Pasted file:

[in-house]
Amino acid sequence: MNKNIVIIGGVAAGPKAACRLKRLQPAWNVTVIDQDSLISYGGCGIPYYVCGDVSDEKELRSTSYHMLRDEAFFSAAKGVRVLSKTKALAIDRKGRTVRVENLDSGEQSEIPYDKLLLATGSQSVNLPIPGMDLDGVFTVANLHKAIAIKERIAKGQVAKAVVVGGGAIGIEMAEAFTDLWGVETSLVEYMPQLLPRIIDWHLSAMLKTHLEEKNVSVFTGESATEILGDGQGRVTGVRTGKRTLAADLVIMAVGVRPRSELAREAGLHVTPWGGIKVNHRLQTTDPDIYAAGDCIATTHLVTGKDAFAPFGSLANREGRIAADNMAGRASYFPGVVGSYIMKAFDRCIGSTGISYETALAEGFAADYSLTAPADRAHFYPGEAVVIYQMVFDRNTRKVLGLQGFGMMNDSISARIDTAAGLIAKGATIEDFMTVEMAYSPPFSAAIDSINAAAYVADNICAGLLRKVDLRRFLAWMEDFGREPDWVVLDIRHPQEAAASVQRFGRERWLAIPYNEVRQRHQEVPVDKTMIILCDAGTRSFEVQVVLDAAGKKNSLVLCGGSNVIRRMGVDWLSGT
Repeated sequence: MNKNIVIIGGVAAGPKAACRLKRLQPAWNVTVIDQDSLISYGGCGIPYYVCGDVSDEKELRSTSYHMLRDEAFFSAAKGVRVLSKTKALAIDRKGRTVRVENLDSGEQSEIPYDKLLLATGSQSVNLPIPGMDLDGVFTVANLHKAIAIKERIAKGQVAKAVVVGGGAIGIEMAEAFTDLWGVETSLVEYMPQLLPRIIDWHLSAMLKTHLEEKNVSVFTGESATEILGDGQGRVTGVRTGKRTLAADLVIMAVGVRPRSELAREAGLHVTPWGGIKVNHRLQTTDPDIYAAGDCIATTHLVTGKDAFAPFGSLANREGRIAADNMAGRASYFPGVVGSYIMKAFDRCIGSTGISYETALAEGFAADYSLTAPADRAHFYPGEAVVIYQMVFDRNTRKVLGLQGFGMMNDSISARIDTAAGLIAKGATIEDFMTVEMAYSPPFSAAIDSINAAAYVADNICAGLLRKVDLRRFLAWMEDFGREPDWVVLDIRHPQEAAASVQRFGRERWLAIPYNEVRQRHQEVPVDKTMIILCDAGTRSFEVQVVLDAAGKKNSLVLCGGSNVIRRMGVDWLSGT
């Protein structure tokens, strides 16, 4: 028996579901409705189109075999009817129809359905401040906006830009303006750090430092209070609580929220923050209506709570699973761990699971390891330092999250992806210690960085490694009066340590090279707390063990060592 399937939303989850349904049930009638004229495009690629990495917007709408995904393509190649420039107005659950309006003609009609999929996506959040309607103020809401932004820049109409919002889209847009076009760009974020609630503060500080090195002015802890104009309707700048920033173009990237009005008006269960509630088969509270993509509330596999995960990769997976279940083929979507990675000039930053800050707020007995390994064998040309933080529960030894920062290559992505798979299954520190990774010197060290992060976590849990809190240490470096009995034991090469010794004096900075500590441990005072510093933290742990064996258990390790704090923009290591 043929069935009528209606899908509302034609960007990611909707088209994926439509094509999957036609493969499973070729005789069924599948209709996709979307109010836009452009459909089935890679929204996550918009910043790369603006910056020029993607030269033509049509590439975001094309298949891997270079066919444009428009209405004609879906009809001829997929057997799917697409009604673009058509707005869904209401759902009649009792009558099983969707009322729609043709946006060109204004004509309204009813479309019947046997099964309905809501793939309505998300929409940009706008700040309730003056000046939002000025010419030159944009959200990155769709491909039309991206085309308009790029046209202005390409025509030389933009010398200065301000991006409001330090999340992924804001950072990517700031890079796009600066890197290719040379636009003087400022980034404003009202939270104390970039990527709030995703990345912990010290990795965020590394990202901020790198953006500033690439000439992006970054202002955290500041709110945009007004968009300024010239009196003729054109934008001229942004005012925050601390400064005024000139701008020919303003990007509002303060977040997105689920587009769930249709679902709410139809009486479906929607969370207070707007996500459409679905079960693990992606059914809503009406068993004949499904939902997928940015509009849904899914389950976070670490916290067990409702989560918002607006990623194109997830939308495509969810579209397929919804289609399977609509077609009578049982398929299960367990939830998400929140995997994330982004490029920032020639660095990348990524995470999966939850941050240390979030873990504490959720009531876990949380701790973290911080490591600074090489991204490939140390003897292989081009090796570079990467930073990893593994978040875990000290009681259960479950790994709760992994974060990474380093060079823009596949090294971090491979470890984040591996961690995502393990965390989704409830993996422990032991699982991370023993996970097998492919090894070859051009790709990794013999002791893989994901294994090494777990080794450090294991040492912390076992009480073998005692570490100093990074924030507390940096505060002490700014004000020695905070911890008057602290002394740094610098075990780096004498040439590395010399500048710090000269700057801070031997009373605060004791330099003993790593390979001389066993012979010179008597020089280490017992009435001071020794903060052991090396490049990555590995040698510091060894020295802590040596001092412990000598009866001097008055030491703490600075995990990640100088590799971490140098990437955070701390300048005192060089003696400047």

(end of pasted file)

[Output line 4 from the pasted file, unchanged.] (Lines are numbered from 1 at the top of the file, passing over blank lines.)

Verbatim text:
């Protein structure tokens, strides 16, 4: 028996579901409705189109075999009817129809359905401040906006830009303006750090430092209070609580929220923050209506709570699973761990699971390891330092999250992806210690960085490694009066340590090279707390063990060592 399937939303989850349904049930009638004229495009690629990495917007709408995904393509190649420039107005659950309006003609009609999929996506959040309607103020809401932004820049109409919002889209847009076009760009974020609630503060500080090195002015802890104009309707700048920033173009990237009005008006269960509630088969509270993509509330596999995960990769997976279940083929979507990675000039930053800050707020007995390994064998040309933080529960030894920062290559992505798979299954520190990774010197060290992060976590849990809190240490470096009995034991090469010794004096900075500590441990005072510093933290742990064996258990390790704090923009290591 043929069935009528209606899908509302034609960007990611909707088209994926439509094509999957036609493969499973070729005789069924599948209709996709979307109010836009452009459909089935890679929204996550918009910043790369603006910056020029993607030269033509049509590439975001094309298949891997270079066919444009428009209405004609879906009809001829997929057997799917697409009604673009058509707005869904209401759902009649009792009558099983969707009322729609043709946006060109204004004509309204009813479309019947046997099964309905809501793939309505998300929409940009706008700040309730003056000046939002000025010419030159944009959200990155769709491909039309991206085309308009790029046209202005390409025509030389933009010398200065301000991006409001330090999340992924804001950072990517700031890079796009600066890197290719040379636009003087400022980034404003009202939270104390970039990527709030995703990345912990010290990795965020590394990202901020790198953006500033690439000439992006970054202002955290500041709110945009007004968009300024010239009196003729054109934008001229942004005012925050601390400064005024000139701008020919303003990007509002303060977040997105689920587009769930249709679902709410139809009486479906929607969370207070707007996500459409679905079960693990992606059914809503009406068993004949499904939902997928940015509009849904899914389950976070670490916290067990409702989560918002607006990623194109997830939308495509969810579209397929919804289609399977609509077609009578049982398929299960367990939830998400929140995997994330982004490029920032020639660095990348990524995470999966939850941050240390979030873990504490959720009531876990949380701790973290911080490591600074090489991204490939140390003897292989081009090796570079990467930073990893593994978040875990000290009681259960479950790994709760992994974060990474380093060079823009596949090294971090491979470890984040591996961690995502393990965390989704409830993996422990032991699982991370023993996970097998492919090894070859051009790709990794013999002791893989994901294994090494777990080794450090294991040492912390076992009480073998005692570490100093990074924030507390940096505060002490700014004000020695905070911890008057602290002394740094610098075990780096004498040439590395010399500048710090000269700057801070031997009373605060004791330099003993790593390979001389066993012979010179008597020089280490017992009435001071020794903060052991090396490049990555590995040698510091060894020295802590040596001092412990000598009866001097008055030491703490600075995990990640100088590799971490140098990437955070701390300048005192060089003696400047």